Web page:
Mental Mountain

by Bobbie Gallion


I was hospitalized in 1993, 2000, and 2003.  Each time was because of manic episodes.  Since my first visit I have had many labels, schizophrenic, bi-polar – sometimes it was bi-polar I, sometimes bi-polar II.  There have been other labels as well, but I’ve never paid attention to them.  The label has always depended on who I saw, when I saw them, what was going on in my life, and where I was in my mood cycle.  I knew since my first visit to the hospital something was wrong.  When you think the CBS logo is the eye of god and everything on that channel has a special message just for you, it’s hard to deny there’s a problem.  I never cared what it was called.  I only cared about how it affected my life and what I could do about it.

I always explain my experience of bi-polar as being like that game Cliff Hanger on The Price is Right.  When the price guessed is too low and the mountain climber can barely finish the note he’s yodeling – every step is a huge effort – that’s depression.  Stability would be when you guess the correct price.  Hypo-mania would be when the price guessed is too high and I’m racing up the mountain.  Then comes full-blown mania when I am floating around in outer space with my delusions and hallucinations.  Eventually I quit floating around in my special version of reality and crash into depression.  I never bother going back down the mountain the way I came – I just jump off and crash.  Then I lay there and vegetate in my coma.  My mom died young and I’m a single mother.  Because of this I never once considered suicide.  I know I’m fortunate to have my son – he gives my life a sense of purpose.  So, eventually I crawl to the bottom of the mountain and try again.

Before I found out about WRAP this seemed like a never-ending cycle that I had little or no control over.  I didn’t even get to guess the price.  I was told that medication would control things.  It didn’t – often it just added to my problems.  When I complained about the problems I was told I was “in denial” or I “just liked being manic“.  I knew this wasn’t true.  I felt frustrated and misunderstood.  I didn’t think my doctors were listening to me so I didn’t want to listen to them.  So they gave me a new label – non-compliant.  I knew I was in trouble.  I knew I needed help.  I knew my doctors were nice people with good intentions, but I wasn’t getting the help I needed.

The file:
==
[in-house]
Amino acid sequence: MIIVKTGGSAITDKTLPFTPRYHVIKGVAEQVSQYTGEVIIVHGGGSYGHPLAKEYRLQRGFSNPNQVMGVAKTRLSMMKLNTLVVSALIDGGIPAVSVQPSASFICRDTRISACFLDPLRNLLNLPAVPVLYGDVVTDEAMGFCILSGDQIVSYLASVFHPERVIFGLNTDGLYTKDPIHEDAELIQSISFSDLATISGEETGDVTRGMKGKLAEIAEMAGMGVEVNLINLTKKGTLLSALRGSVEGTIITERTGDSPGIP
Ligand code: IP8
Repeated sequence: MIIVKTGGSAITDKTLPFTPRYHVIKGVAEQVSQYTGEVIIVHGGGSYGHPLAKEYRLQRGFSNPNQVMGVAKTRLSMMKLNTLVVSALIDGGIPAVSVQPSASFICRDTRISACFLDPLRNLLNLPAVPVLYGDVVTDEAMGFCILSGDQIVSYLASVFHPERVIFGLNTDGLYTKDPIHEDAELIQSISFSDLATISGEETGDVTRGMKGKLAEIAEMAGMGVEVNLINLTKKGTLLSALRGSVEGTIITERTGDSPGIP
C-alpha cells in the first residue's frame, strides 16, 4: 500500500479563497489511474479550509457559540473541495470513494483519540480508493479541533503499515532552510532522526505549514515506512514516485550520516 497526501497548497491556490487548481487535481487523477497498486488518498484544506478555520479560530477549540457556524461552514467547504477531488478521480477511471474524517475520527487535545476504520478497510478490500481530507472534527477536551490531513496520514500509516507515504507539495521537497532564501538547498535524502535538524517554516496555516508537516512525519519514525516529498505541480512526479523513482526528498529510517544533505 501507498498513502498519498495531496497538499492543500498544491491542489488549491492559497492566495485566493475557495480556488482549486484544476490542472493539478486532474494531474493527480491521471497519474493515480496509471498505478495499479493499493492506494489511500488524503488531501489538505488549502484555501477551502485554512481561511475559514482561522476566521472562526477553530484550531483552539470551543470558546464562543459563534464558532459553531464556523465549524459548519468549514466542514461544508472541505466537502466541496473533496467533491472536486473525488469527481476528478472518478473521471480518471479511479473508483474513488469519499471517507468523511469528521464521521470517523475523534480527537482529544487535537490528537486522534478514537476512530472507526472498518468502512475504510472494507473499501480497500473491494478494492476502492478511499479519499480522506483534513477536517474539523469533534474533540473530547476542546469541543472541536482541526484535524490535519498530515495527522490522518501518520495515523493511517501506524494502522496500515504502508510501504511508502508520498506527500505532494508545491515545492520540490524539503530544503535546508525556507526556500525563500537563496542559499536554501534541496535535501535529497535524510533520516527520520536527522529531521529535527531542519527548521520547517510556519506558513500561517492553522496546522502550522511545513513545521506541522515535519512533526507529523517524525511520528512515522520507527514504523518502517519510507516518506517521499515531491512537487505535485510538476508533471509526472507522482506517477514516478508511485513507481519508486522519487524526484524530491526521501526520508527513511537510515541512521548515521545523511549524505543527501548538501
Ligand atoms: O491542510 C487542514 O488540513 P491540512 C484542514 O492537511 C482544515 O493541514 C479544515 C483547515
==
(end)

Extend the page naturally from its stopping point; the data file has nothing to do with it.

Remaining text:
Shortly before my third visit to the hospital I started to read everything I could find that was written by people who actually had bi-polar.  At the time I had a really good therapist, who unfortunately moved away a month after I got out of the hospital.  I really liked her because she gave me homework and suggested books for me to read.  When I first began to see her I was in a deep depression.  She had me make a list of things that I used to enjoy doing.  Then she encouraged me to try to start doing things on that list.  I did what she suggested and I started to come out of my depression.  So she got me to start crawling out of my depression, then I started walking, until once again I was running and racing up the mountain.  This is when my therapist said to me “I’m probably going to regret this, but you should read this book called The Depression Workbook – it was written by a woman who has bi-polar disorder.  She sent out questionnaires to other people who have bi-polar and used that information to write this book.”  This is when I was introduced to Mary Ellen Copeland’s work for the first time.

When I read this book it made sense to me.  I could feel in my gut it was true because the things in the book matched my personal experiences.  The first thing that struck me was learning that if you recognized you were in trouble and took action quickly, then your symptoms would not be as severe.  I don’t know what this says about my friends and family, but nobody noticed I was in trouble the first time.  I was in severe psychosis for a full month before someone finally brought me to the hospital.  The person who called 911 was someone I barely knew.  The next time I went to the hospital after only 1 week of being in trouble.  The difference between my state of mind the first time I entered the hospital when compared to the 2nd and 3rd time is extreme.  The month before my first visit I didn’t sleep or eat for a month.  I lost 40 pounds that month, which was nice, but it’s not a diet I recommend.  I had hallucinations and delusions all 3 times that I was hospitalized, but the first time was much more severe and lasted a lot longer than the other two.  The other thing that I knew was effective was creating and using a wellness toolbox.  That isn’t what my therapist called it when she had me make my list, but I recognized it when I read about it and knew that it worked.